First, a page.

Pakistan on Thursday hit back at mounting US demands for action against al Qaeda-linked extremists, refusing to be pressured into doing more in the war on terror.
Washington says it is conducting a final review on whether to blacklist the network linked to Pakistani intelligence as a terror group, which risks then exposing Islamabad to economic sanctions.
The outgoing top US military officer, Admiral Mike Mullen, accused Pakistan of exporting violent extremism to Afghanistan and called the Haqqani network a “veritable arm” of its ISI.
“American statements shocked us, and negate our sacrifices and successes in the ongoing war against terror,” Prime Minister Yousuf Raza Gilani told a rare Pakistani cross-party conference designed to forge a united front.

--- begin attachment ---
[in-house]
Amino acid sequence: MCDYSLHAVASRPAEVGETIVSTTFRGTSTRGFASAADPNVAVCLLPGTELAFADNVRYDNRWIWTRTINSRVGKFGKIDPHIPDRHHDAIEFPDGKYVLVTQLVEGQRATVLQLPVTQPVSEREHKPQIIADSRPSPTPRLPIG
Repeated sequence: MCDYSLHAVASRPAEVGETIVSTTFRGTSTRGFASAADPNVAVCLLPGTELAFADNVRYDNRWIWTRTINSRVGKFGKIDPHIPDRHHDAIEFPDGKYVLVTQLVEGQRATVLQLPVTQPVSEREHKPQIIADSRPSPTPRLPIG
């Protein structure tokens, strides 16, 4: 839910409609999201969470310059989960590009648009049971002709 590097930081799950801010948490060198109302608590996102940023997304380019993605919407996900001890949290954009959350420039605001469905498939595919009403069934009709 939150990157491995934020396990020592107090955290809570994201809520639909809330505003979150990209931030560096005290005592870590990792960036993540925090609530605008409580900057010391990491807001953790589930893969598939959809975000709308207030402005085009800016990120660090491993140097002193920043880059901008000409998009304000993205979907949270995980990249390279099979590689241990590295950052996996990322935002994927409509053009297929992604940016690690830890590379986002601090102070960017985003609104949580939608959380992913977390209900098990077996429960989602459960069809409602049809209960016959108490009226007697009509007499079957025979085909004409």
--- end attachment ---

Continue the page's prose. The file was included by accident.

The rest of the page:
American officials want Pakistan to launch an offensive against the Haqqanis, but the military says it is over-stretched fighting local Taliban to open a new front against a US enemy that doesn’t pose a threat to Pakistan.”Pakistan cannot be pressurised to do more,” Gilani said. “Our doors are open for dialogue (with the international community),” he added.
Islamabad officially denies any support for Haqqani attacks in Afghanistan, but has nurtured Pashtun warlords for decades as means of influencing events across the border and offsetting the might of India.